for any , and by Markov’s inequality

(4)

In particular, if is -correct, then .

When the reward distributions are , (recall . In this setting, applying the oracle bound of Proposition 1 to permutations implies a lower bound of . Combining this bound with Theorem 1 yields that

(5)

For comparison, the bound Proposition 1 only implies a lower bound of , since an oracle who knows how to sample could place all their samples on . Thus, for constant , ourlower bound differs from the bound in Proposition 1 by up to a factor of , the number of arms. In particular, when the gaps are all on the same order, the asymptotics only paint an accurate picture of the sample complexity once is exponentially-small in .

In fact, our lower bound is essentially unimproveable: Section A.1 provides an upper bound for the setting where the top-two means are known, whose expected sample complexity on any permutation matches the on-average complexity in Equation 5 up to constant and doubly-logarithmic factors. Together, these upper and lower bounds depict two very different regimes:

  1. When is fixed, the complexity of the constrained problem the lower bound essentially matches known upper bounds for the unconstrained best-arm problem [23, 22]. Thus, in this regime, imposing or removing with permutation-invariant constraints does not affect the sample complexity

  2. As the , an algorithm which knows the means up to a permutation can learn to optimistically and agressively focus its samples on the top arm when the means are, yielding an asymptotic sample complexity predicted by Proposition 1, one which is potentially far smaller than that of the unconstrained problem.444In fact, using a track-and-stop strategy similar to [14] one could design an algorithm which matches the constant factor in Propostion 1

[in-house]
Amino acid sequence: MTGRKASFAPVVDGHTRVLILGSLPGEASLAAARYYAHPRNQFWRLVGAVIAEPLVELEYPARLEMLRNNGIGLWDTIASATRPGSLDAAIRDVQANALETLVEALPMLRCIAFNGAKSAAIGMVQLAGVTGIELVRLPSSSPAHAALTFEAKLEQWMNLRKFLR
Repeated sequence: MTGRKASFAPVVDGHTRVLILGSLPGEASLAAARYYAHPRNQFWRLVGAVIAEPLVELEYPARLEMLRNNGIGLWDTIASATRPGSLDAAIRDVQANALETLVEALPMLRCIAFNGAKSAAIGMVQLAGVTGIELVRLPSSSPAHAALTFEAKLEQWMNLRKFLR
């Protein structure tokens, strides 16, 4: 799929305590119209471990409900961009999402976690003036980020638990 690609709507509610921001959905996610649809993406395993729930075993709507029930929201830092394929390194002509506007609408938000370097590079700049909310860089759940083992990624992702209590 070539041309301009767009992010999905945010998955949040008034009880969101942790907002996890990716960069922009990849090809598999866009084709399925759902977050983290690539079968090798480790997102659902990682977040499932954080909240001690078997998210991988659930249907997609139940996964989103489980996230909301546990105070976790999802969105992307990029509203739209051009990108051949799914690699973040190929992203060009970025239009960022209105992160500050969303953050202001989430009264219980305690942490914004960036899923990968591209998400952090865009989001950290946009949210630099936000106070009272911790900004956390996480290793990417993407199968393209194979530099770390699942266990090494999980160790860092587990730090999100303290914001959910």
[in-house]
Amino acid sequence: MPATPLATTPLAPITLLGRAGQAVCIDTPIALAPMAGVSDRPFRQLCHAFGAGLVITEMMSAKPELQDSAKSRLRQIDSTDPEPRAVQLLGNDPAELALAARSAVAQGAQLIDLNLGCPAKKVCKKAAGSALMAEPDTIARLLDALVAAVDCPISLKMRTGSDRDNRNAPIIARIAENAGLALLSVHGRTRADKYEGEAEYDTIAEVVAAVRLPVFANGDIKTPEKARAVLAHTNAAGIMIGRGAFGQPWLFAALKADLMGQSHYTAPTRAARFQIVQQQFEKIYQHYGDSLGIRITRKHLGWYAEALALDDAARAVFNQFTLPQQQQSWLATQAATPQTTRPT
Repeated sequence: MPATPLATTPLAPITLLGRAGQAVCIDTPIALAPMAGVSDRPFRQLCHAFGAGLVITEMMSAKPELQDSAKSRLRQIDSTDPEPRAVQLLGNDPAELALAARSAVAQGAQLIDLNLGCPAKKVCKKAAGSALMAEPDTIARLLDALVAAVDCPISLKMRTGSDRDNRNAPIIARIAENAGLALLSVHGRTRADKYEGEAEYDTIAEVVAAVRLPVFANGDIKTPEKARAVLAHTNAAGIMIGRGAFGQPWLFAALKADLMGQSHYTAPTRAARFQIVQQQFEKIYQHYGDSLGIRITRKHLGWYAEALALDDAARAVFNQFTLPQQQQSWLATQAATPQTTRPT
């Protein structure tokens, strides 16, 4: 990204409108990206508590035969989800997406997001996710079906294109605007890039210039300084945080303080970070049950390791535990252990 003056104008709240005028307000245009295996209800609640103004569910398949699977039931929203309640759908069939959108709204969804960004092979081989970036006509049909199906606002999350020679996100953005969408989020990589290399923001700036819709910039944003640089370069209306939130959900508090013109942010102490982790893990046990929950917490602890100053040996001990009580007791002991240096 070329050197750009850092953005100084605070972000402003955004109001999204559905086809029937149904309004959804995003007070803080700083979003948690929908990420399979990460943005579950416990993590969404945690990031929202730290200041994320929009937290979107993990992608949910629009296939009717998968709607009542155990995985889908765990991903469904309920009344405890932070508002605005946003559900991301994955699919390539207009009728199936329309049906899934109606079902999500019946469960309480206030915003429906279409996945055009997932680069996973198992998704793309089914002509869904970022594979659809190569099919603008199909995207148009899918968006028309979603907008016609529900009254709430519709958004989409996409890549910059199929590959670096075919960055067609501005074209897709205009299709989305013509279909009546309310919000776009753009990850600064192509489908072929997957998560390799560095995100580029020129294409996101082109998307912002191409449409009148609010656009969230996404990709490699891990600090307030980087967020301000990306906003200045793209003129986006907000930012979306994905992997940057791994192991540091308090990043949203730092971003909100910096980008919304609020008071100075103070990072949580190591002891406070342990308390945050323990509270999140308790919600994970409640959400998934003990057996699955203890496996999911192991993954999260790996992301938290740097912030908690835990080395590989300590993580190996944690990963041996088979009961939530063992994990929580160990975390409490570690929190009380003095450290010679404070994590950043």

These two regimes show that the Simulator and oracle lower bounds are complementary, and go after two different aspects of problem difficulty: In the second regime, the oracle lower bound characterizes samples sufficient to verify that arm is the best, whereas in the first regime, the Simulator characterizes the samples needed to learn a favorable sampling allocation555The simulator also provides a lower bound on the tail of the number of pulls from a suboptimal arm since, with probability , arm is pulled times. This shows that even though you can learn an oracle allocation on average, there is always a small risk of oversampling. Such affects do not appear from Proposition 1, which only control the number of samples taken in expectation. We remark that [25] also explores the problem of learning-to-sample by establishing the implications of Proposition 1 for finite-time regret; however, there approach does not capture any effects which aren’t reflected in Proposition 1. Finally, we note that proving a lower bound for learning a favorable strategy in our setting must consider some sort of average or worst-case over the instances. Indeed, one could imagine an algorithm that starts off by pulling the first arm until it has collected enough samples to test whether (i.e. ), and then pulling arm to test whether , and so on. If arm is the best, this algorithm can successfully identify it without pulling any of the others, thereby matching the oracle lower bound.